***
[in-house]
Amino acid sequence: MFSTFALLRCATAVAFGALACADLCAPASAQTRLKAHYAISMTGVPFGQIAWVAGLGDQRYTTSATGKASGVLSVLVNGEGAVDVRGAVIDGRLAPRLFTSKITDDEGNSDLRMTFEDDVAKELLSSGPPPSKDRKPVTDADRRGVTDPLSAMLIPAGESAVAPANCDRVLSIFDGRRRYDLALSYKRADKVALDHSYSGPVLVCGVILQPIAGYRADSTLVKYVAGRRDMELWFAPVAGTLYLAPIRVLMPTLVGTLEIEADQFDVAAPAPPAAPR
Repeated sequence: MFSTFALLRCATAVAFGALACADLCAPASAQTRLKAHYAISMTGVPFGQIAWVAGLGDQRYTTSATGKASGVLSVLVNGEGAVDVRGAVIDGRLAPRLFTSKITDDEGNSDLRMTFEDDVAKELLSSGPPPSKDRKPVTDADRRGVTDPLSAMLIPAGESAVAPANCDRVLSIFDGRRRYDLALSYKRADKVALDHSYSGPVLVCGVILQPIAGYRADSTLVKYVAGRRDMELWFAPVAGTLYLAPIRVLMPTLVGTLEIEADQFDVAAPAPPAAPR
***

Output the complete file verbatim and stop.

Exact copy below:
[in-house]
Amino acid sequence: MFSTFALLRCATAVAFGALACADLCAPASAQTRLKAHYAISMTGVPFGQIAWVAGLGDQRYTTSATGKASGVLSVLVNGEGAVDVRGAVIDGRLAPRLFTSKITDDEGNSDLRMTFEDDVAKELLSSGPPPSKDRKPVTDADRRGVTDPLSAMLIPAGESAVAPANCDRVLSIFDGRRRYDLALSYKRADKVALDHSYSGPVLVCGVILQPIAGYRADSTLVKYVAGRRDMELWFAPVAGTLYLAPIRVLMPTLVGTLEIEADQFDVAAPAPPAAPR
Repeated sequence: MFSTFALLRCATAVAFGALACADLCAPASAQTRLKAHYAISMTGVPFGQIAWVAGLGDQRYTTSATGKASGVLSVLVNGEGAVDVRGAVIDGRLAPRLFTSKITDDEGNSDLRMTFEDDVAKELLSSGPPPSKDRKPVTDADRRGVTDPLSAMLIPAGESAVAPANCDRVLSIFDGRRRYDLALSYKRADKVALDHSYSGPVLVCGVILQPIAGYRADSTLVKYVAGRRDMELWFAPVAGTLYLAPIRVLMPTLVGTLEIEADQFDVAAPAPPAAPR